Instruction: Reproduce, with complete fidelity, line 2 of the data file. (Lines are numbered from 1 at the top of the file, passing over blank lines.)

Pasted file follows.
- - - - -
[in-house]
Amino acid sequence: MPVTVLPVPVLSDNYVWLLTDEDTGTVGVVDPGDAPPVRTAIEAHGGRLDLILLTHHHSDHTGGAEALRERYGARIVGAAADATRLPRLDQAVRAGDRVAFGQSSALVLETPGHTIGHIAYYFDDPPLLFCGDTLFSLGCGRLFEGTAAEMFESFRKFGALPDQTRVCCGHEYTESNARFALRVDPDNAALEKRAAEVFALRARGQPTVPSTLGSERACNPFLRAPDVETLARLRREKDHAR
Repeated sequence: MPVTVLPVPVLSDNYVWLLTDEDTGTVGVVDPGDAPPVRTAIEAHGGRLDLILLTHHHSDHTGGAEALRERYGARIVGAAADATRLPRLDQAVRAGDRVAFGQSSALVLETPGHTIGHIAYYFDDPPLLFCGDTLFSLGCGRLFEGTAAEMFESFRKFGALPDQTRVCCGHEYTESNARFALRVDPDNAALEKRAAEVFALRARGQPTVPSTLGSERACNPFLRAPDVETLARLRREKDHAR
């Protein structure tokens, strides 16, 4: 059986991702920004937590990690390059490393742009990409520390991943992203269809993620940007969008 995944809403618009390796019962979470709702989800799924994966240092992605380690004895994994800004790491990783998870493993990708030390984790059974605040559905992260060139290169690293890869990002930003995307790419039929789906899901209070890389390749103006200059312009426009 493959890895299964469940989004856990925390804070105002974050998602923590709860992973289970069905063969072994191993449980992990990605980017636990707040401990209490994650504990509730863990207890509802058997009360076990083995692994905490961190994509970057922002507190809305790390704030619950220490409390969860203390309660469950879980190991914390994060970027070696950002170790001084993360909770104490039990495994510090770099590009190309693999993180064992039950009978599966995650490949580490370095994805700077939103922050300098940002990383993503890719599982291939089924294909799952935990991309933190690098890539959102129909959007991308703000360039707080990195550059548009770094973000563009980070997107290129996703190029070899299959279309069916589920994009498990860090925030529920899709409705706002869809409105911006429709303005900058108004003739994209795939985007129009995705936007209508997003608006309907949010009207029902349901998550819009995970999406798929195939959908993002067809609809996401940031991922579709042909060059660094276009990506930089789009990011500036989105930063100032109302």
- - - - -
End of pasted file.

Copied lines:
Amino acid sequence: MPVTVLPVPVLSDNYVWLLTDEDTGTVGVVDPGDAPPVRTAIEAHGGRLDLILLTHHHSDHTGGAEALRERYGARIVGAAADATRLPRLDQAVRAGDRVAFGQSSALVLETPGHTIGHIAYYFDDPPLLFCGDTLFSLGCGRLFEGTAAEMFESFRKFGALPDQTRVCCGHEYTESNARFALRVDPDNAALEKRAAEVFALRARGQPTVPSTLGSERACNPFLRAPDVETLARLRREKDHAR